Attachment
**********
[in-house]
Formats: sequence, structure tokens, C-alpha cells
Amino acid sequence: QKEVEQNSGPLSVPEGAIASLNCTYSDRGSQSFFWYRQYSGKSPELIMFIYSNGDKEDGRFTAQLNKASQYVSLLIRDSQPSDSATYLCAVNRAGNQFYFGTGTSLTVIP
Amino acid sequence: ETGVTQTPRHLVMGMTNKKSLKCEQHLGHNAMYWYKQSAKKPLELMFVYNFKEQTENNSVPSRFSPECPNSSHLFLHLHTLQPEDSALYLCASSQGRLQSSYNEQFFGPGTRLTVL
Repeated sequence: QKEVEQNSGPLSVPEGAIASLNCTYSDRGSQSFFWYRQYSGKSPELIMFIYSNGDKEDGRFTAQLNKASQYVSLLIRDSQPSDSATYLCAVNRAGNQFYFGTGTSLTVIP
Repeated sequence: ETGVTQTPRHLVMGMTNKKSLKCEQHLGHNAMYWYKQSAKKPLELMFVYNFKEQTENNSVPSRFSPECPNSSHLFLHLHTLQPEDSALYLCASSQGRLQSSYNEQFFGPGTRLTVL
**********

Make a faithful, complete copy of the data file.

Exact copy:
[in-house]
Formats: sequence, structure tokens, C-alpha cells
Amino acid sequence: QKEVEQNSGPLSVPEGAIASLNCTYSDRGSQSFFWYRQYSGKSPELIMFIYSNGDKEDGRFTAQLNKASQYVSLLIRDSQPSDSATYLCAVNRAGNQFYFGTGTSLTVIP
Amino acid sequence: ETGVTQTPRHLVMGMTNKKSLKCEQHLGHNAMYWYKQSAKKPLELMFVYNFKEQTENNSVPSRFSPECPNSSHLFLHLHTLQPEDSALYLCASSQGRLQSSYNEQFFGPGTRLTVL
Repeated sequence: QKEVEQNSGPLSVPEGAIASLNCTYSDRGSQSFFWYRQYSGKSPELIMFIYSNGDKEDGRFTAQLNKASQYVSLLIRDSQPSDSATYLCAVNRAGNQFYFGTGTSLTVIP
Repeated sequence: ETGVTQTPRHLVMGMTNKKSLKCEQHLGHNAMYWYKQSAKKPLELMFVYNFKEQTENNSVPSRFSPECPNSSHLFLHLHTLQPEDSALYLCASSQGRLQSSYNEQFFGPGTRLTVL